For empirical support of Dr Sen’s observations, one can observe the development path of the newly industrialized countries like Singapore, Taiwan and Korea. One of the common characteristics of growth in these countries has been the emphasis on primary education and economic growth (not withstanding the recent turmoil) has been one of the most equitable one’s that the world has witnessed. India in contrast has been heavily subsidizing higher education.( To get a measure, it was estimated by India Today that on an average the government spends nearly R 25,000 on each student at Delhi University expenditure which urgently needs to be questioned, especially when one considers the abysmal quality of education in most colleges).

Dr Sen also brought forward some of the externalities that result from greater literacy-- lower infant mortality and fertility rates. Dr Sen who has been outspoken in his support for the improvement of the status of women in society, emphasized the clear relationship between the educational status of women to infant mortality and the fertility rate and suggested that empowering the voices of young women will help reduce the fertility rate and thus help lower population growth as well. Addressing the need to provide better health services, he also elucidated how poor health and high infant mortality interact with high literacy to keep birth rates high.

The need for a greater role for women in society and its implication on population growth can in fact be understood in simple economic terms as well. Once a women becomes a wage earner, the cost of having another child increases by the amount of income the women has to forgo during pregnancy and child-care, thus acting as a disincentive for having more children. Moreover women acquire a stronger voice in decisions concerning everyday life. This simple economic fact is perhaps one of the strongest explanations for why schemes like micro-credit that create opportunities for female employment have a tremendous economic as well as a social impact and why we need to support them.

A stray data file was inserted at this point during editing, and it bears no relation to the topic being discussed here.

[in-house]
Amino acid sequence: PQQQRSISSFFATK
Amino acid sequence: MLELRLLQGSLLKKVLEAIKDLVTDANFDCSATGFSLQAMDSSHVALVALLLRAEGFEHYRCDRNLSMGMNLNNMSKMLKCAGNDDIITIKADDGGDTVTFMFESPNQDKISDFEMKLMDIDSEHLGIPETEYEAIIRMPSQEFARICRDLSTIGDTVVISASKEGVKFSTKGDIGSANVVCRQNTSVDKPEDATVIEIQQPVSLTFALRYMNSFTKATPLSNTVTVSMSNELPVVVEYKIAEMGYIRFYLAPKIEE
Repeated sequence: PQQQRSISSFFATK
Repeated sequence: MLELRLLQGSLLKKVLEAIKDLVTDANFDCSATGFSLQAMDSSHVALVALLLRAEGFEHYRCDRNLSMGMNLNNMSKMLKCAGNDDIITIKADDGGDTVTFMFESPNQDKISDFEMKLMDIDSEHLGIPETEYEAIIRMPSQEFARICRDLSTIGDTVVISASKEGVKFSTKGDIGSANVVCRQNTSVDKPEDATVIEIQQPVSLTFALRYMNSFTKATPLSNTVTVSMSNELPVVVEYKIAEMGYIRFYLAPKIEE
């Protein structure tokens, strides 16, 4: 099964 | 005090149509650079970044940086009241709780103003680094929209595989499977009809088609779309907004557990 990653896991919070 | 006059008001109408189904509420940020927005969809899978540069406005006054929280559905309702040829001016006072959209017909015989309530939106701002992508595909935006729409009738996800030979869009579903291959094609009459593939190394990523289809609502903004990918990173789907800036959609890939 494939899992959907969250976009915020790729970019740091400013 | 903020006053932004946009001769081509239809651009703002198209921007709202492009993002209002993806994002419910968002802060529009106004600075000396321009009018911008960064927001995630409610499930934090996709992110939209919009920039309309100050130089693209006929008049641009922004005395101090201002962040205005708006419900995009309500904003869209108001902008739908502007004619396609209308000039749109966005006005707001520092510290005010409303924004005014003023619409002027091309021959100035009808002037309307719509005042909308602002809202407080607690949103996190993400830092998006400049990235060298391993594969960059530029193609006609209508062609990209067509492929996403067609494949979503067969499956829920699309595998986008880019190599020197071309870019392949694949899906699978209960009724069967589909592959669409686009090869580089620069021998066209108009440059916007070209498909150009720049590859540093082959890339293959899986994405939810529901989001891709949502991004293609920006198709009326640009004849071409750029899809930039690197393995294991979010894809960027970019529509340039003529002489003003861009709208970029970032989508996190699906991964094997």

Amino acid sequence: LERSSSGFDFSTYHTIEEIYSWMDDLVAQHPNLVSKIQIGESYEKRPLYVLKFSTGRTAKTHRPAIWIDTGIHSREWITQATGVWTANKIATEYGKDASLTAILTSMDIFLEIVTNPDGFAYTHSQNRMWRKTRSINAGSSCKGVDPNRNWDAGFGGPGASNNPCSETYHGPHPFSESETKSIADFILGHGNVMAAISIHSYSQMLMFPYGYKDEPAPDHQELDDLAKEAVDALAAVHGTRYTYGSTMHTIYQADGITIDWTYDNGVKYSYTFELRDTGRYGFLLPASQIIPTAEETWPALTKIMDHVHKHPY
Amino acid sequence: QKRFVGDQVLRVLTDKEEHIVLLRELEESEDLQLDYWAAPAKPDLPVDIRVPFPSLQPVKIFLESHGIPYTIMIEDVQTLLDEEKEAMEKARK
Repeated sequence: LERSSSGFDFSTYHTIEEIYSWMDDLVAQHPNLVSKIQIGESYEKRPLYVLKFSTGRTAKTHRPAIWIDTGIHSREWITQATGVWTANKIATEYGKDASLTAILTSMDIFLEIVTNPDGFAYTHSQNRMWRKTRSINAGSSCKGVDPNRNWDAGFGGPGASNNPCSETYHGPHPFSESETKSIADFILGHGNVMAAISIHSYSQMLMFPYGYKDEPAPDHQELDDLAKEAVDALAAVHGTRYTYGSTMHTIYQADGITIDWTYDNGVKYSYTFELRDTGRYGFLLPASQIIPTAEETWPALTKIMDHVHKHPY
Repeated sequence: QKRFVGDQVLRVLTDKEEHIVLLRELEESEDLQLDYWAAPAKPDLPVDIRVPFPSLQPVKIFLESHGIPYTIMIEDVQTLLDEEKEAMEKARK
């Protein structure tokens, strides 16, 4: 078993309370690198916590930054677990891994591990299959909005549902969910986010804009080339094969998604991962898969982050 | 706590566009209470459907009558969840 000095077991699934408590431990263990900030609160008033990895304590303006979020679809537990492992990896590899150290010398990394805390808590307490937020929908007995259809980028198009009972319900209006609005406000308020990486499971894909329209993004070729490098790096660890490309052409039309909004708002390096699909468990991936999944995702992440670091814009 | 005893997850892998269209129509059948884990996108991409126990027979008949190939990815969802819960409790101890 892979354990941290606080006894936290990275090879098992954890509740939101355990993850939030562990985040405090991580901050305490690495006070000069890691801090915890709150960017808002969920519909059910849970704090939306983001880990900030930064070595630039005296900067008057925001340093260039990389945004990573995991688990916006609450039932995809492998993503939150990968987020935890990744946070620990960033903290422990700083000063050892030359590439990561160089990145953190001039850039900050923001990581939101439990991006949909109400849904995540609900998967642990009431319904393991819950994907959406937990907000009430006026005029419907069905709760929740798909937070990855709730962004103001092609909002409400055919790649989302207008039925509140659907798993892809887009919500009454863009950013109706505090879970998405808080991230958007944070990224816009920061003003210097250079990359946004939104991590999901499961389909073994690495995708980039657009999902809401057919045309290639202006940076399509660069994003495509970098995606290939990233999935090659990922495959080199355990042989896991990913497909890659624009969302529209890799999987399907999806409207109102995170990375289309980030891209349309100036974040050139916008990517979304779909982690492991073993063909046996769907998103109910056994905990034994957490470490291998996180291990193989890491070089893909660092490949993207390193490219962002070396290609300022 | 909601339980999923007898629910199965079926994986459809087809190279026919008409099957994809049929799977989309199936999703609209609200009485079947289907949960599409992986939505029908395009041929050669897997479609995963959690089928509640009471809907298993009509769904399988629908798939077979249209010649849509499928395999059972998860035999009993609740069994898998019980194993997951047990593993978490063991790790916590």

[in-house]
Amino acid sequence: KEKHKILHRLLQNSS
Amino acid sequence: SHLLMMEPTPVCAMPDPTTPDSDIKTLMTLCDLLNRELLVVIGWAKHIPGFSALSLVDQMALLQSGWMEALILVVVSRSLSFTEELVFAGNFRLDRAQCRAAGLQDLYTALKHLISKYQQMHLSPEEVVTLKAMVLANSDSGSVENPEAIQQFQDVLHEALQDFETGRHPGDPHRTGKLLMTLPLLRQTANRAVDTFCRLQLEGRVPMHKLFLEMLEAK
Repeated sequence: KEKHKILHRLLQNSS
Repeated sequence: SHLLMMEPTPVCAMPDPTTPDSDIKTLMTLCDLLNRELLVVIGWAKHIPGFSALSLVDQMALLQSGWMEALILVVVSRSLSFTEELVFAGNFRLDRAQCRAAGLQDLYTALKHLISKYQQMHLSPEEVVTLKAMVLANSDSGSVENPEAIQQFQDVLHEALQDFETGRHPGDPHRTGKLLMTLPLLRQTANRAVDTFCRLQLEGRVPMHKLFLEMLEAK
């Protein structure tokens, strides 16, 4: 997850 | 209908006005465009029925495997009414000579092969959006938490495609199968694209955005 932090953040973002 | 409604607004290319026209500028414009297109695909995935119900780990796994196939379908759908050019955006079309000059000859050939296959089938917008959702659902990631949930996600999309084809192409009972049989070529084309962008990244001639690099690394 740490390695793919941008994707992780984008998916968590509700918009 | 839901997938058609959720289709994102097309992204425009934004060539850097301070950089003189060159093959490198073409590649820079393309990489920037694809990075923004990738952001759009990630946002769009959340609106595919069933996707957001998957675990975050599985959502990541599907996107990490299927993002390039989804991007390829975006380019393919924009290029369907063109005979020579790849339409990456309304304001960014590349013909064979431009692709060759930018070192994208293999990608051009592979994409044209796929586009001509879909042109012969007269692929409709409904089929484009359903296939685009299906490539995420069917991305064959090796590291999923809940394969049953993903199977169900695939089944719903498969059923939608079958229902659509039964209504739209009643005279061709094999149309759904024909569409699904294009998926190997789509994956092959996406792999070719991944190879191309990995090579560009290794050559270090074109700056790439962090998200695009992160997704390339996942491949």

One of the most powerful messages sent out by Dr Sen’s research has been that income growth is not enough to achieve development. Dr Sen has been such a strong proponent of this viewpoint that this is one of the reasons why he is often misrepresented to be anti-liberalization and anti-economic reforms. To emphasize this point he used the example of the Indian state of Kerela, which has development indicators ( e.g. literacy and fertility rates) that rival those of developed countries without having anywhere near the per-capita income of these countries. This fact can be highlighted internationally as well: Costa Rica and Brazil both have the same average income which is one-fourth that in US, yet Costa Rica has a life-expectancy which compares to that of the US. Brazil on the other hand has a life-expectancy which is 10 years lower to both. Part of the explanation lies in the strong commitment that Costa Rica has had towards provisions of basic health and education services.